Pat Toomey is a Republican U.S. senator from Pennsylvania
Donald Trump has dominated the political discussion for the better part of the last year. While I would prefer to focus on my work in the U.S. Senate, and on my own campaign for reelection, there is an unlimited interest in all-things Trump, so I'll offer a few thoughts about the presidential race.
At the beginning of the primary process, I endorsed Marco Rubio for president. I felt then, and still do, that Rubio possessed the best combination of policy knowledge, dedication to conservative principles, and an inspiring vision to successfully lead our country in these troubled times. I regret that he did not prevail. When the Pennsylvania primary came along last month, I made clear whom I voted for, and it was not Donald Trump.
Trump was not my first, second, or third choice. I object to much in his manner and his policies. His vulgarity, particularly toward women, is appalling. His lack of appreciation for Constitutional limits on executive powers is deeply concerning. I disagree with his proposals to ban Muslims, to give government more eminent domain powers, to be neutral between Israel and its enemies, and several others. In short, I find his candidacy highly problematic.
I find Hillary Clinton unacceptably flawed. Regarding character, there are abundant reasons to doubt her honesty. As for policy, her time as secretary of state was a total disaster for U.S. foreign policy, from the Libya debacle, to the Iran nuclear deal, to relations with a Russian dictator who is set on bullying his neighbors. A Clinton presidency would undoubtedly be nothing more than an extension of the failed status quo; in fact, her candidacy is dedicated to that very objective. That would mean more economic stagnation, and more national security weakness. That is certainly not something I could support.
As a result, like many Pennsylvanians, I'm not pleased with the two choices we have.
As a Republican elected official, I am inclined to support the nominee of my party. That doesn't mean I must always agree with him. I didn't agree with Mitt Romney, John McCain, or George W. Bush on everything, but I supported them. That said, Trump is different from previous nominees. There could come a point at which the differences are so great as to be irreconcilable. I hope that doesn't happen, but I have never been a rubber stamp for my party's positions or its candidates. It is up to Trump to make the case for himself in a way that reassures the millions of Republicans and non-Republicans who have grave doubts about him. Winning the nomination is a great accomplishment, but it does not mean party members check their judgment at the door.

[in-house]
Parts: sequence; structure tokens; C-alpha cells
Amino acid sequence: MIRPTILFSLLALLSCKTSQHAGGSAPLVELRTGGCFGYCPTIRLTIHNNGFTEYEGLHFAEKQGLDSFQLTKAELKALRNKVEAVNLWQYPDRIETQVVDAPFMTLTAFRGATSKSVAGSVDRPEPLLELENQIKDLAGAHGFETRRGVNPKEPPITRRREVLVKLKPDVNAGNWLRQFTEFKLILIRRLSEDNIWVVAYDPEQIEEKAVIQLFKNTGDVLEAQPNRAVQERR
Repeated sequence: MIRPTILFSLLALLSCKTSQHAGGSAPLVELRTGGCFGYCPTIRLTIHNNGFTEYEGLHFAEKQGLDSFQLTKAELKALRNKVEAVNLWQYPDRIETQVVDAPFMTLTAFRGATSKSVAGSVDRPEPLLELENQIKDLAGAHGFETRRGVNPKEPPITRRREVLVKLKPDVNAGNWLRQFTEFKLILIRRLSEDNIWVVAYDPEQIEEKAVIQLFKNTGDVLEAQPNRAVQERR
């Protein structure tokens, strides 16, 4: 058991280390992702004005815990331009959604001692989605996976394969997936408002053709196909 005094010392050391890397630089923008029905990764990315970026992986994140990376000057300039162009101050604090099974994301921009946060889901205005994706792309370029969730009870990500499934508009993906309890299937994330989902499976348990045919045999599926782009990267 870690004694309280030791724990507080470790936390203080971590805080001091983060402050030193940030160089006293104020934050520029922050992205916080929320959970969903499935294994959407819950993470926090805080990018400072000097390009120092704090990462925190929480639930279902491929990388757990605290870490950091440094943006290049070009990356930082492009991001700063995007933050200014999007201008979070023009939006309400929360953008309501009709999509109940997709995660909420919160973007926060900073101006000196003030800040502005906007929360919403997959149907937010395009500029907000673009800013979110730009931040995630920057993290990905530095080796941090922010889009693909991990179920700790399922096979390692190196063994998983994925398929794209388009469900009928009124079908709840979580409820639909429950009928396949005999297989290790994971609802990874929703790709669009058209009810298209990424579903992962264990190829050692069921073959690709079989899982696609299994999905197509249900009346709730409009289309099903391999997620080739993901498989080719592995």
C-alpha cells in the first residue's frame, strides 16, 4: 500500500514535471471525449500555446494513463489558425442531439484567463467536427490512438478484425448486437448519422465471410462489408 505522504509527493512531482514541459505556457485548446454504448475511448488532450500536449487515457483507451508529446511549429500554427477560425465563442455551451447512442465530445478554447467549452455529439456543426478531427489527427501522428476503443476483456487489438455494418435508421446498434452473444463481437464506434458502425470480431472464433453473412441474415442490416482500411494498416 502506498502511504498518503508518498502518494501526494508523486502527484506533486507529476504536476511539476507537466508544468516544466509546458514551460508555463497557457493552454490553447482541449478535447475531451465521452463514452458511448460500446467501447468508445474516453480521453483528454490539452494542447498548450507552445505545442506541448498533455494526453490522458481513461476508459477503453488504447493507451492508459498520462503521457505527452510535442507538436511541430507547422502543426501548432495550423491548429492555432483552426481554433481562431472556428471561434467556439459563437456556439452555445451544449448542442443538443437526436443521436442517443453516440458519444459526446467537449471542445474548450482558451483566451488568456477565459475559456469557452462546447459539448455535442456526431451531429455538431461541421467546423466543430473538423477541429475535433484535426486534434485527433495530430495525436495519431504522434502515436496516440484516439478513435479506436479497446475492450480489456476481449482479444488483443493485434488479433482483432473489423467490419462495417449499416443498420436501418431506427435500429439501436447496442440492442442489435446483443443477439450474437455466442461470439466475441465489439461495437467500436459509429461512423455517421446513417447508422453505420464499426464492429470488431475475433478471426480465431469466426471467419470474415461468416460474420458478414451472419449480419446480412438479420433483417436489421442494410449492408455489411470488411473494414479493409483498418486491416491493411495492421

I've never met or spoken with Donald Trump. He certainly has never asked me for advice. But I'll offer some anyway.
To Mr. Trump: You should look at your present position as an opportunity. In fact, it's an opportunity of a lifetime. There are tens of millions of Americans who are strongly dissatisfied with the direction of our country and the dysfunction in Washington, and who recognize that Hillary Clinton represents four more years of the same failed policies. We want to move in a different direction. But, to put it in terms that a businessman like yourself will understand, you have not yet closed the sale. In fact, you have sown considerable doubts about yourself. Now that the primary process is over, you have another opportunity to make your case.
Start by uniting the Republican Party that you seek to lead. Convince us that you are committed to the principles of limited government; individual freedom; a strong national defense, and a free-market economy that promotes opportunity and rejects crony capitalism.
Then you must unite our country. For too long, too many politicians have sought to divide us by race, sex, income, and geography, pitting Americans against one another in a cynical effort to advance their political interests rather than our nation. We need to recognize that our shared values and common interests are much greater than our differences.
Finally, rather than attacking those who speak a contrary word about you or your positions, consider the value of constructive advice. Many of your critics are nothing more than political opponents who want your defeat. But some of your critics actually share the deep frustration with the direction of our country and our political class that has propelled your candidacy. Sometimes your critics might have a point. If you listen more, and talk less, you might even win some of them over. You will have to in order to be successful.